Miranda Hackwill of Springfield Lakes with Emily, 6. Pic by Sarah Keayes
Miranda Hackwill of Springfield Lakes with Emily, 6. Pic by Sarah Keayes

A look at new transport corridor from Ipswich to Springfield

Ipswich City Council has finalised a strategic assessment and will present its case for a public transport corridor between the Ipswich CBD and Springfield Central.

The 25km public transport corridor will connect the two centres via Ipswich's key growth regions through Ripley and Redbank Plains.

Ipswich Mayor Teresa Harding said the significant population growth through the corridor made the project a high priority for the city.

"The strategic assessment provides a compelling case and is time imperative for the development of the corridor across transport, land use, and social outcomes," Cr Harding said.

"With approximately 70 per cent of the population growth in Ipswich occurring in the region between Ipswich and Springfield, this public transport corridor will help to ensure that the people of Ipswich keep our great lifestyles as the region grows."

Cr Harding said it would also encourage people to live and work in Ipswich.

 

I2S Corridor and expected planned stations
I2S Corridor and expected planned stations

The report to council recommends four options to be taken forward to the next stage of the business case process, focusing on heavy rail, light rail, trackless trams and rapid bus transport.

Ipswich City Council and other local peak bodies will launch a targeted advocacy campaign to attract State and Federal Government support to progress the project to the next stage.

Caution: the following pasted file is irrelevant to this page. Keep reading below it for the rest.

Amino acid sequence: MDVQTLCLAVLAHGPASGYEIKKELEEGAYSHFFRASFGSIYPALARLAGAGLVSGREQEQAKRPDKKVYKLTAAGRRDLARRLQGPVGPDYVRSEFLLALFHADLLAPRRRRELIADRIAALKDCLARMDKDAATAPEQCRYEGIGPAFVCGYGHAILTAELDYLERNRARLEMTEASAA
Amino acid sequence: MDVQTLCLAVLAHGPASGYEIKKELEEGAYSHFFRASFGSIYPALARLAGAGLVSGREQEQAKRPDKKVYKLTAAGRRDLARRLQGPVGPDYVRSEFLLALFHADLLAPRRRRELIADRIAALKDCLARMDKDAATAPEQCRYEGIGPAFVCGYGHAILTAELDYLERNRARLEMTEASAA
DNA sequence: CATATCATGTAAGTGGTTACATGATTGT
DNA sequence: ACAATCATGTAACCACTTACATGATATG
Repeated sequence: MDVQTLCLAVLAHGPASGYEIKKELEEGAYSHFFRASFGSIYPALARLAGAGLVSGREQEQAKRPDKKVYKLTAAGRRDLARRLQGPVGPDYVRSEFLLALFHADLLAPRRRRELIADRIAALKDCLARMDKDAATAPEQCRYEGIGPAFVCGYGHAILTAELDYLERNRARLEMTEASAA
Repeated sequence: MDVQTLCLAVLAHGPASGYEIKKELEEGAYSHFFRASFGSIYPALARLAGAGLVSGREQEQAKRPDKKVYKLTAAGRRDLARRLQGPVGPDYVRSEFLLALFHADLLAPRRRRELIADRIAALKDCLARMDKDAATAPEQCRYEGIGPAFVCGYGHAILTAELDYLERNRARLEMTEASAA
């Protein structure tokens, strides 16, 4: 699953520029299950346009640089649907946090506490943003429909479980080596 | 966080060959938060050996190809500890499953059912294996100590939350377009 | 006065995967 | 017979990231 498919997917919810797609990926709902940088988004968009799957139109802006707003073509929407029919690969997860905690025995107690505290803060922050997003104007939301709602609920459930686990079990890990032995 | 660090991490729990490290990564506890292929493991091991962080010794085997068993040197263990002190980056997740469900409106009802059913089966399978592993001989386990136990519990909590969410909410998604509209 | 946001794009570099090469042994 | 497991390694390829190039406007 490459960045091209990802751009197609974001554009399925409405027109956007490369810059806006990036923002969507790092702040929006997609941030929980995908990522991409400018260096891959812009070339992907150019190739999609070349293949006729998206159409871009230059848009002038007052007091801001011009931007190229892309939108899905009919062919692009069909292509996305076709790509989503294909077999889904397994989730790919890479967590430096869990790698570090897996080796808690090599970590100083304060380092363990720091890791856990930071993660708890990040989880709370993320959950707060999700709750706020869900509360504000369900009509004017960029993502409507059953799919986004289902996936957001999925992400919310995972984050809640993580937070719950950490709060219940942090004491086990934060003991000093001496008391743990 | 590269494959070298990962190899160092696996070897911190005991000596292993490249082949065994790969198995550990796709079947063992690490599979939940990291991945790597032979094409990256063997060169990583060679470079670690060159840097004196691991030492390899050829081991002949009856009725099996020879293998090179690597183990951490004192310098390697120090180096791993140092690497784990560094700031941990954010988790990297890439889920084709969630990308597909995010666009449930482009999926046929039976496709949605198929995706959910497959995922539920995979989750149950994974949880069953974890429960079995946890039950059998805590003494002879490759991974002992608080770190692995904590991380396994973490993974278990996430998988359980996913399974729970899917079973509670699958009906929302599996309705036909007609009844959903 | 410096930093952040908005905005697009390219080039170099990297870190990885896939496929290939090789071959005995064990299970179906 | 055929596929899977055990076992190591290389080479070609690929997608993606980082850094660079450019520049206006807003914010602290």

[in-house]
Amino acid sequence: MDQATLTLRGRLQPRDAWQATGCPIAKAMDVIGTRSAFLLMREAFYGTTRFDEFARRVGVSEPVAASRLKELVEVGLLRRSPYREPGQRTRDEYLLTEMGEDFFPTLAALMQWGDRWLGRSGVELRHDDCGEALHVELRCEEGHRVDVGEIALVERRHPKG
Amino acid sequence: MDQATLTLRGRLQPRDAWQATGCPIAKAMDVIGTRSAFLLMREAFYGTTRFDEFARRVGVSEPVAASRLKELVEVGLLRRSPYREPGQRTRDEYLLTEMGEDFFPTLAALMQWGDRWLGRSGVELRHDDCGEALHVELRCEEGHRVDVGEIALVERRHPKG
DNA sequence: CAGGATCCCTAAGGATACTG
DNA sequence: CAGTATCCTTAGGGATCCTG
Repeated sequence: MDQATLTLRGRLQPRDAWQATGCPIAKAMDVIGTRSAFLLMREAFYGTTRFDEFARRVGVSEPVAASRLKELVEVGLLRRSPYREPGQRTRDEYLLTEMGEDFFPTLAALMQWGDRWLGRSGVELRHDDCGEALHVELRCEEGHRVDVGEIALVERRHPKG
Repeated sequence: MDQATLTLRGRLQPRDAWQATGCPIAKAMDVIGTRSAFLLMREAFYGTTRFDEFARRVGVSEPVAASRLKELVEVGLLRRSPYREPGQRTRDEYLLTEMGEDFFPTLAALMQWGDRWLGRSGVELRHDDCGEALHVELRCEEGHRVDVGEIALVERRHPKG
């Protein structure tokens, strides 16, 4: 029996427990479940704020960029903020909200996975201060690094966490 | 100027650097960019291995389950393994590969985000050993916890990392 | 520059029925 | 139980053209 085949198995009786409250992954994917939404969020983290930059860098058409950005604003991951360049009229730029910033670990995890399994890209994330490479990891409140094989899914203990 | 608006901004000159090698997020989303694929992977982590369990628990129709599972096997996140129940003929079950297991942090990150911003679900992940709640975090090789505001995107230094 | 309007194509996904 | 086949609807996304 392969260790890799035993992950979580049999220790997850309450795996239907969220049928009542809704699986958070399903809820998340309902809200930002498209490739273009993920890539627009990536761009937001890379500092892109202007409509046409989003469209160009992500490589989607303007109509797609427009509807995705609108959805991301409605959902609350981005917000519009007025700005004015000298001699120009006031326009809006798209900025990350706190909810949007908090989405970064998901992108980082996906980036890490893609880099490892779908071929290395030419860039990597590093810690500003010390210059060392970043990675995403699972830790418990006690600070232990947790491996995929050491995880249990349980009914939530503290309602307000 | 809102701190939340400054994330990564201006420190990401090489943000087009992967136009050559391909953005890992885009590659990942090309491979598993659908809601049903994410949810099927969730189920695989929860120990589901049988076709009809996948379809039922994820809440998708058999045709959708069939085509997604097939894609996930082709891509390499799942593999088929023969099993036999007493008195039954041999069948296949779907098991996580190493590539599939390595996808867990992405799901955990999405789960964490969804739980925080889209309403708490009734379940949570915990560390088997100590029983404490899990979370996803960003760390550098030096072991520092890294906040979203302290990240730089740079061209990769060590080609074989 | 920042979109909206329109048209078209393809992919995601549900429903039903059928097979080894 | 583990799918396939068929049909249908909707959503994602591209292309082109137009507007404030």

The council will work closely with the State Government's Department of Transport and Main Roads on future stages of the business case and will make an initial presentation to Infrastructure Australia representatives today.

Chair of the General Purposes Committee Cr Andrew Fechner said the project, known as I2S, should be at the centre of council's work on infrastructure across the three levels of government

"This is one of the single most important regionally significant projects for us to be championing as a new council. As our communities expand we need to maintain good connectivity and access to work, education and health services," Cr Fechner said.

The options assessment is predicted to cost $2.5 million and take 12 to 18 months to complete.

"This council will be working hard to attract funding for the options analysis. We cannot afford to waste any time on moving this project along," Cr Harding said.



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